SYDNEY -- After almost two decades of political wrangling Australia on Wednesday finally agreed to scrap its so-called "tampon tax". When Australia introduced a Goods and Services Tax (GST) in 2000, health products such as condoms and sunscreen were exempt from the 10 percent charge, along with most foods.
But tampons and other women's hygiene products were not.
Since then, the "tampon tax" has drawn widespread fire, branded as "sexist" by campaigners, and a regular source of bickering between Canberra, and state and territory governments, which receive revenues from the GST.
Australia's health minister in 2000 Michael Wooldridge set a dark trajectory for the tax when he suggested tampons should not be exempt as they did not "prevent illness".
"As a bloke, I'd like shaving cream exempt, but I'm not expecting it to be," he told national broadcaster ABC, sparking a sharp public backlash.
Years of outcry followed, with "stop taxing my period!" campaigns and staunch activism from groups like the "menstrual avengers".
Leaders on both sides of politics flirted with the exemption, while others shied away, passing the buck onto state and territory governments.
But on Wednesday a meeting of state and territory treasurers agreed unanimously to scrap the tax as of January, agreeing to forgo the reported Aud$30 million (US$21.5 million) in revenue it raised each year.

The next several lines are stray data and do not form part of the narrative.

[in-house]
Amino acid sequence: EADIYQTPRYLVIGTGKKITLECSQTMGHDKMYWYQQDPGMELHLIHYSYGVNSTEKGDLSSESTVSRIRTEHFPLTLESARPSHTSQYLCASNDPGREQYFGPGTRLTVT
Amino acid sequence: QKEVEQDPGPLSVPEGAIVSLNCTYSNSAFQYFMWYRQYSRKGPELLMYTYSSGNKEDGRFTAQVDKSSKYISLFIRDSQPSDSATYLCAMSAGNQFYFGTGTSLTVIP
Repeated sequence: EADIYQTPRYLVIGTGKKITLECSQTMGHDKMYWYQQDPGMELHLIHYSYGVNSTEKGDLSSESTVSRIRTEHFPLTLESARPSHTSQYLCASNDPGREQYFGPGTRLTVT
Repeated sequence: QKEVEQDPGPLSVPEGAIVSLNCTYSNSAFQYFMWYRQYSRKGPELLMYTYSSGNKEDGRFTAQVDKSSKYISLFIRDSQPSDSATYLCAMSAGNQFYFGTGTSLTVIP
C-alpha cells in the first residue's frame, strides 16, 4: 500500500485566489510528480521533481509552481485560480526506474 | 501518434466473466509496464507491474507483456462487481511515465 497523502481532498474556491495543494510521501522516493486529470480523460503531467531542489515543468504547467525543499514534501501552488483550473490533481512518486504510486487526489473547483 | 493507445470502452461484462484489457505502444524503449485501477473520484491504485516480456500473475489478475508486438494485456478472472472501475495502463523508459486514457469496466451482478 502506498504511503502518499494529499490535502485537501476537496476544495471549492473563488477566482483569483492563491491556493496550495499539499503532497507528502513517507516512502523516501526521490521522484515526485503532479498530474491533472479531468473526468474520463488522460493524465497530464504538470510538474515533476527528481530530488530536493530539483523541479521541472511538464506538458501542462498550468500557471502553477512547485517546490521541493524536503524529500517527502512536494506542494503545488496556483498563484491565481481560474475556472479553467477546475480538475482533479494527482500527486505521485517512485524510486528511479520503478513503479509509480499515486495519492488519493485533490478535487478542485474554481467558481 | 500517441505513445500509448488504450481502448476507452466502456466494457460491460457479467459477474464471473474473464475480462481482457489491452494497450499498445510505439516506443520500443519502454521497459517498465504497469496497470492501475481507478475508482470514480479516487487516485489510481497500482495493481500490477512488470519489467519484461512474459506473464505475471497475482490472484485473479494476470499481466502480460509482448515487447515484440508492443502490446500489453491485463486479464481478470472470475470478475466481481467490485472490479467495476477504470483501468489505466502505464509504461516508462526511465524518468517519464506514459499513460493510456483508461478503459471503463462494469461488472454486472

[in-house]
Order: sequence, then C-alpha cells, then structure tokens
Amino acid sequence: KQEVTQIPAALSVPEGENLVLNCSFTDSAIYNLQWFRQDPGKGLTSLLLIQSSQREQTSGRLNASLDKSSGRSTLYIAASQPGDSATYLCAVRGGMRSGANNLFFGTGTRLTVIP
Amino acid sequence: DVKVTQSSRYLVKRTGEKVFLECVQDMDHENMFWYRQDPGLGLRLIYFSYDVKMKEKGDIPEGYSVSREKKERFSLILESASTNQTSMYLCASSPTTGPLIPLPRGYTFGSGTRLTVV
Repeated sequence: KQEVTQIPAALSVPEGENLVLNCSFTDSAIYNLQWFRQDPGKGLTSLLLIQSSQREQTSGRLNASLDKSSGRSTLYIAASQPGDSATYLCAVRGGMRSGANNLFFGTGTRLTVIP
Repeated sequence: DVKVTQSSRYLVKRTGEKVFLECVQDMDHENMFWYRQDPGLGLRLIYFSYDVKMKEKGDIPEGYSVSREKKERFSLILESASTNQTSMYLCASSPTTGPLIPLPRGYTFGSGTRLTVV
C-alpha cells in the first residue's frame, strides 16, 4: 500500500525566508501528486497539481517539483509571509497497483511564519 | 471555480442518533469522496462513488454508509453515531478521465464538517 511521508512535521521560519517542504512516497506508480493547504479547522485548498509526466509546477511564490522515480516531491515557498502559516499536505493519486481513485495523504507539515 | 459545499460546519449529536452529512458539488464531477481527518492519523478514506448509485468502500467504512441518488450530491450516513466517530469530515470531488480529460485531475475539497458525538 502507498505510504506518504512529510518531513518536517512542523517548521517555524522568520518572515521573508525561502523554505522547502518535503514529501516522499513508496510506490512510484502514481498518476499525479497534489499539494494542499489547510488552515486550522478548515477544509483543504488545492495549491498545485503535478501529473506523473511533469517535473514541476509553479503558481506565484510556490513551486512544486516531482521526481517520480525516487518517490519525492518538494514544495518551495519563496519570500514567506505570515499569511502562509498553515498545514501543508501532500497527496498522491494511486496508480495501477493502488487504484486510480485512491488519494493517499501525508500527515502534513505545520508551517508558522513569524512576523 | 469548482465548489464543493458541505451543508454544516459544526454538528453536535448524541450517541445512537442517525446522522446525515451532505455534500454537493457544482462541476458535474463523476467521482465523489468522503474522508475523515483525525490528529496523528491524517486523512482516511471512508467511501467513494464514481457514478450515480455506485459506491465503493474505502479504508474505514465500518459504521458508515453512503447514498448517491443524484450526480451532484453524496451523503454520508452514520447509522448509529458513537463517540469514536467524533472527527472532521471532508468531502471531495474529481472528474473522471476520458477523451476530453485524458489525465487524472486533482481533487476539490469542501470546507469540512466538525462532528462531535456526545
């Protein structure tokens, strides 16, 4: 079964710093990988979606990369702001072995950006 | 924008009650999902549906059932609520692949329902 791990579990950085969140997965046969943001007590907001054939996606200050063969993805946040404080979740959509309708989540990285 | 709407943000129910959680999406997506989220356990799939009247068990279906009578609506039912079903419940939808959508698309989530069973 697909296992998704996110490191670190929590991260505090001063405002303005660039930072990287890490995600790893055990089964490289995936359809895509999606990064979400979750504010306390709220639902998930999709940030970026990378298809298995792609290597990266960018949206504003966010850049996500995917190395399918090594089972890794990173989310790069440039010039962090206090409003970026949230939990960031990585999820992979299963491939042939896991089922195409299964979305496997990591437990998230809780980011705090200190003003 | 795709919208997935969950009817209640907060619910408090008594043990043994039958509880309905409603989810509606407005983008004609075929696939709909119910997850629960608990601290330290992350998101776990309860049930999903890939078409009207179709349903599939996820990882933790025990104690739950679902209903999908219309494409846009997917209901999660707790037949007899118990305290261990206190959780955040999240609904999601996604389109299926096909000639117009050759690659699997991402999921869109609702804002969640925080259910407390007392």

"There has been a long and tortured history on GST when it comes to tampons and feminine hygiene products," the federal minister for women, Kelly O'Dwyer, told reporters.
"I'm very happy to report that today we have been successful, the states and territories have come on board, and millions of Australian women will benefit as a result."
The move came at a precarious time for the conservative governing coalition, as it seeks to increase its appeal to women amid complaints of bullying and intimidation from female MPs in its ranks.
The complaints reached a crescendo last month during a party revolt which led to the ouster of moderate prime minister Malcolm Turnbull, and the resignation of foreign minister Julie Bishop, the highest-ranking woman in government.
New Prime Minister Scott Morrison has resisted calls for his Liberal party to set a quota for women candidates in future elections, insisting the party selects "the best candidate" for the job.
About 20 percent of Liberal MPs are women, compared to about 45 percent for the opposition Labour party, which maintains a quota for female participation.